Ingår i: Analysis for Science, Engineering and Beyond, The Tribute Workshop in Honour of Gunnar Sparr held in Lund, May 8-9, 2008. - Springer. - 978-3-642-20236-0 - 978-3-642-20235-3 (print) ; 6, s. 93-141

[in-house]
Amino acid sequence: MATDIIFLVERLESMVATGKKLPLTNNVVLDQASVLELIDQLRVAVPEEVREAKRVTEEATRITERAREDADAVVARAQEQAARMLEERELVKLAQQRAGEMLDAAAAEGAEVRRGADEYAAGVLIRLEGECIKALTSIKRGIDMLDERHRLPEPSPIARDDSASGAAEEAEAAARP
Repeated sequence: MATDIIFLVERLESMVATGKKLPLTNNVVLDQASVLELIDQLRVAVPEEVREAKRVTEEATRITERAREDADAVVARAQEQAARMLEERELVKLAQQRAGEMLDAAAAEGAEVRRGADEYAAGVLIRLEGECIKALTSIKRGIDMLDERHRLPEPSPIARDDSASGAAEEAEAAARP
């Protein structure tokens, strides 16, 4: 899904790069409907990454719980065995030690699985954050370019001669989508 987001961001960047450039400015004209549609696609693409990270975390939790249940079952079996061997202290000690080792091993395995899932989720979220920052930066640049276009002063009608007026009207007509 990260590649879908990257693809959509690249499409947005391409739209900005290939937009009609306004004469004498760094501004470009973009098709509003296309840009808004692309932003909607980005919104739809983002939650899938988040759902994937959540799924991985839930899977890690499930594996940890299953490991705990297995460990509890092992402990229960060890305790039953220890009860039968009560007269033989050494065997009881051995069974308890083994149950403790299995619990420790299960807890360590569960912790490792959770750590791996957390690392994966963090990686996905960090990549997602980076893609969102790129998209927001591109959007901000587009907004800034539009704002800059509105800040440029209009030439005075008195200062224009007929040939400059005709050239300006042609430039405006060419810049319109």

The thin-plate spline (TPS) has been widely used in a number of areas such as image warping, shape analysis and scattered data interpolation. Introduced by Bookstein (IEEE Trans. Pattern Anal. Mach. Intell. 11(6):567–585 1989), it is a natural interpolating function in two dimensions, parameterized by a finite number of landmarks. However, even though the thin-plate spline has a very intuitive interpretation as well as an elegant mathematical formulation, it has no inherent restriction to prevent folding, i.e. a non-bijective interpolating function. In this chapter we discuss some of the properties of the set of parameterizations that form bijective thin-plate splines, such as convexity and boundness. Methods for finding sufficient as well as necessary conditions for bijectivity are also presented. The methods are used in two settings (a) to register two images using thin-plate spline deformations, while ensuring bijectivity and (b) group-wise registration of a set of images, while enforcing bijectivity constraints.